Four biotech startup reel in $238M in financing to ramp up for clinical trials


Biotech funding hasn’t taken a break for summer, and this past week saw four startups close Series B rounds of financing that raised a combined $238 million as the each prepare for clinical trials. The programs in development span neurodegenerative disorders, rare disease, and of course, cancer. Here’s a look at the companies, their drugs, and the clinical trial plans.

Vigil Neuro unveils $90M Series B round as neuro drug nears clinic

Eight months after launch, Vigil Neurosciences announced this week a $90 million Series B round of funding as the company prepares to bring its lead program into the clinic. Cambridge, Massachusetts-based Vigil aims to treat neurological disorders by targeting microglia, a type of immune cell of the central nervous system. The biotech’s lead program, VGL101, is an antibody that targets TREM2, a cell surface receptor on microglia that play a role in how microglia respond to CNS injury.

Vigil’s lead disease target is adult -onset leukoencephalopathy with axonal spheroids and pigmented glia (ALSP), a rare inherited neurodegenerative disorder that has no FDA-approved drugs. By targeting TREM2, Vigil aims to restore microglia function. According to Vigil, ALSP affects an estimated 10,000 people in the U.S, and similar numbers of people in Europe and Japan. The company plans to start a natural history study enrolling ALSP patients in the fall to better understand the characteristics of the disease and evaluate biomarkers. A Phase 1 study in healthy volunteers is expected to begin by the end of this year. In addition to its antibody drug, Vigil is also developing small molecules that also target TREM2.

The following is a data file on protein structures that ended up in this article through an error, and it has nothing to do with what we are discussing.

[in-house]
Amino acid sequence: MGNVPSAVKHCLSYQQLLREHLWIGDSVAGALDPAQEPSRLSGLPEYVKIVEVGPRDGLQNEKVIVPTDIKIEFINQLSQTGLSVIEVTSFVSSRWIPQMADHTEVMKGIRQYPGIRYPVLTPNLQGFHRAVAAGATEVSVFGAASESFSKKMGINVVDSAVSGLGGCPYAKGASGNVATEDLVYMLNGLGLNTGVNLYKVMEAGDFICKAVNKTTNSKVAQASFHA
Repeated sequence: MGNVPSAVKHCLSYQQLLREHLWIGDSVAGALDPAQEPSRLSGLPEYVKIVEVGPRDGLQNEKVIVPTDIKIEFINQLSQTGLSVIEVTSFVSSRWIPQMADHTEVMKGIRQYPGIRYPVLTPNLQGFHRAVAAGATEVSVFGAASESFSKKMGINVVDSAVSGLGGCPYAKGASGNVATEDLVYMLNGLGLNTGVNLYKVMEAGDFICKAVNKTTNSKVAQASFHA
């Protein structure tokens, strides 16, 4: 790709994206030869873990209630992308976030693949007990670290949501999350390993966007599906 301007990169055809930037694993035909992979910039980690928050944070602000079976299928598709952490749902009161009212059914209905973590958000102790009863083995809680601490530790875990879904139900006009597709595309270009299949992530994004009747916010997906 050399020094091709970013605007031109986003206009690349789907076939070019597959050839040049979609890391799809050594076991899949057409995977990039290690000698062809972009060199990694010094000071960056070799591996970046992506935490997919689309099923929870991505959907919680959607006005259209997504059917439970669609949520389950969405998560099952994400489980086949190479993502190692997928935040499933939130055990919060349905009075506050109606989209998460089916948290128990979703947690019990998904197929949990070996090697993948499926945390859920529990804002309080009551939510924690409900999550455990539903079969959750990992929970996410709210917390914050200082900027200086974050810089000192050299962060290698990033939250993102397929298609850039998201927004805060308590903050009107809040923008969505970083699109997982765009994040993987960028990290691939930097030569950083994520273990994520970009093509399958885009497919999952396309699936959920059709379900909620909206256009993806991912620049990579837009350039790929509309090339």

Vigil’s latest financing was led by Vida Ventures. Earlier investors Atlas Venture, Northpond Ventures and Hatteras Venture Partners, also participated, as well as new investors including Surveyor Capital, Cormorant Asset Management, Invus, OrbiMed, Rock Springs Capital, Deep Track Capital, Logos Capital, Pivotal bioVenture Partners, and Lightstone Ventures.